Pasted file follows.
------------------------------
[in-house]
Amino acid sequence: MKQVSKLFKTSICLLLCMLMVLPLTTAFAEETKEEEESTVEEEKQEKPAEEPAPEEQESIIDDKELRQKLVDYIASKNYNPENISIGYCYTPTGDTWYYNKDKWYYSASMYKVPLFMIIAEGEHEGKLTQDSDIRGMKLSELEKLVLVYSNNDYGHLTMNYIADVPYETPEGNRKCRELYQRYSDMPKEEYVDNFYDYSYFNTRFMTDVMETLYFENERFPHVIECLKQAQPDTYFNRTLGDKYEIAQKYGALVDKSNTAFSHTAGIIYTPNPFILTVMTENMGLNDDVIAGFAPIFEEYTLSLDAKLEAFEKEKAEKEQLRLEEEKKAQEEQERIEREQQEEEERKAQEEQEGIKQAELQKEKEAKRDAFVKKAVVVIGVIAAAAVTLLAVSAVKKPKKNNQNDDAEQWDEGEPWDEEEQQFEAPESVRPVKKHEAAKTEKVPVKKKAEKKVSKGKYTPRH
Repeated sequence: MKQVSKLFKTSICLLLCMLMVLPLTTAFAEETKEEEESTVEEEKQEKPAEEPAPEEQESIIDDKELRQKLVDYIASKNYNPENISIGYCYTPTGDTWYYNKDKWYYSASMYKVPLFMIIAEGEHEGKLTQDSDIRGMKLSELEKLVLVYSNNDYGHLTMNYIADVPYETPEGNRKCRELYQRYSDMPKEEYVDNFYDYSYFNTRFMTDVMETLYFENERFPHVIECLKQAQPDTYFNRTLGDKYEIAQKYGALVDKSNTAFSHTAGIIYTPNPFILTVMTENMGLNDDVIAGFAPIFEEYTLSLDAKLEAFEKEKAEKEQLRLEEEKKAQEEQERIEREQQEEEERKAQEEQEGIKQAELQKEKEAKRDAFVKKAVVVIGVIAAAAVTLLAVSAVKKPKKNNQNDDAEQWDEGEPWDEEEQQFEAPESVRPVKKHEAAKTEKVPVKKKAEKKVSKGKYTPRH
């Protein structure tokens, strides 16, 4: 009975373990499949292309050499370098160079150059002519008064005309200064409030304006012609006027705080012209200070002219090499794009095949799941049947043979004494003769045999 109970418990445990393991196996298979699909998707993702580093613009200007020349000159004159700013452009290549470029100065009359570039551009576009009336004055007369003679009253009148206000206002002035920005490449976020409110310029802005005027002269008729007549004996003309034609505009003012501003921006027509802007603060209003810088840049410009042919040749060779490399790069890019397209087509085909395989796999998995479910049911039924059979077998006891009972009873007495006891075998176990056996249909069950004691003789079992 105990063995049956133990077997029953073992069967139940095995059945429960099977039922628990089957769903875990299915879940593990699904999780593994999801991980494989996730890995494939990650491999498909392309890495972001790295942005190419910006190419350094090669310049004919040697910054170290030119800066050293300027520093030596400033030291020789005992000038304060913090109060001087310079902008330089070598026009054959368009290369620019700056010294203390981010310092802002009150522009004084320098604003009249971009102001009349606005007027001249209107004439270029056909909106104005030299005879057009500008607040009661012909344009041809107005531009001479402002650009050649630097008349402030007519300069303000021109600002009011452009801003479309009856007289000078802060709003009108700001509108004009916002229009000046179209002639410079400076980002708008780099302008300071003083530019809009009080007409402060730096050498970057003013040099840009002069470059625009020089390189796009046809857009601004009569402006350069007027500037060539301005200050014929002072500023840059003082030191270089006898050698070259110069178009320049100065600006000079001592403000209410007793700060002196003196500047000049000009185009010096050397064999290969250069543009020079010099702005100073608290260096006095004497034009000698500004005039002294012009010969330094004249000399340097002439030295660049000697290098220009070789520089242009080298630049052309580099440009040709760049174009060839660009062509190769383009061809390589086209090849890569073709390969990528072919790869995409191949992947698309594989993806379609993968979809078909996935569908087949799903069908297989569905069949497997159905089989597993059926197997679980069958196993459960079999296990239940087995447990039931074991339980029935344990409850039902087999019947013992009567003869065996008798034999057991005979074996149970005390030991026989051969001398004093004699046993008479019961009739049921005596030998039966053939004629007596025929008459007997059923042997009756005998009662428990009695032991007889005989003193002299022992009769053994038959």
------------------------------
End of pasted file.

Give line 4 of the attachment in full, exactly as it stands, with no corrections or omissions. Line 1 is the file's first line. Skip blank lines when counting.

């Protein structure tokens, strides 16, 4: 009975373990499949292309050499370098160079150059002519008064005309200064409030304006012609006027705080012209200070002219090499794009095949799941049947043979004494003769045999 109970418990445990393991196996298979699909998707993702580093613009200007020349000159004159700013452009290549470029100065009359570039551009576009009336004055007369003679009253009148206000206002002035920005490449976020409110310029802005005027002269008729007549004996003309034609505009003012501003921006027509802007603060209003810088840049410009042919040749060779490399790069890019397209087509085909395989796999998995479910049911039924059979077998006891009972009873007495006891075998176990056996249909069950004691003789079992 105990063995049956133990077997029953073992069967139940095995059945429960099977039922628990089957769903875990299915879940593990699904999780593994999801991980494989996730890995494939990650491999498909392309890495972001790295942005190419910006190419350094090669310049004919040697910054170290030119800066050293300027520093030596400033030291020789005992000038304060913090109060001087310079902008330089070598026009054959368009290369620019700056010294203390981010310092802002009150522009004084320098604003009249971009102001009349606005007027001249209107004439270029056909909106104005030299005879057009500008607040009661012909344009041809107005531009001479402002650009050649630097008349402030007519300069303000021109600002009011452009801003479309009856007289000078802060709003009108700001509108004009916002229009000046179209002639410079400076980002708008780099302008300071003083530019809009009080007409402060730096050498970057003013040099840009002069470059625009020089390189796009046809857009601004009569402006350069007027500037060539301005200050014929002072500023840059003082030191270089006898050698070259110069178009320049100065600006000079001592403000209410007793700060002196003196500047000049000009185009010096050397064999290969250069543009020079010099702005100073608290260096006095004497034009000698500004005039002294012009010969330094004249000399340097002439030295660049000697290098220009070789520089242009080298630049052309580099440009040709760049174009060839660009062509190769383009061809390589086209090849890569073709390969990528072919790869995409191949992947698309594989993806379609993968979809078909996935569908087949799903069908297989569905069949497997159905089989597993059926197997679980069958196993459960079999296990239940087995447990039931074991339980029935344990409850039902087999019947013992009567003869065996008798034999057991005979074996149970005390030991026989051969001398004093004699046993008479019961009739049921005596030998039966053939004629007596025929008459007997059923042997009756005998009662428990009695032991007889005989003193002299022992009769053994038959």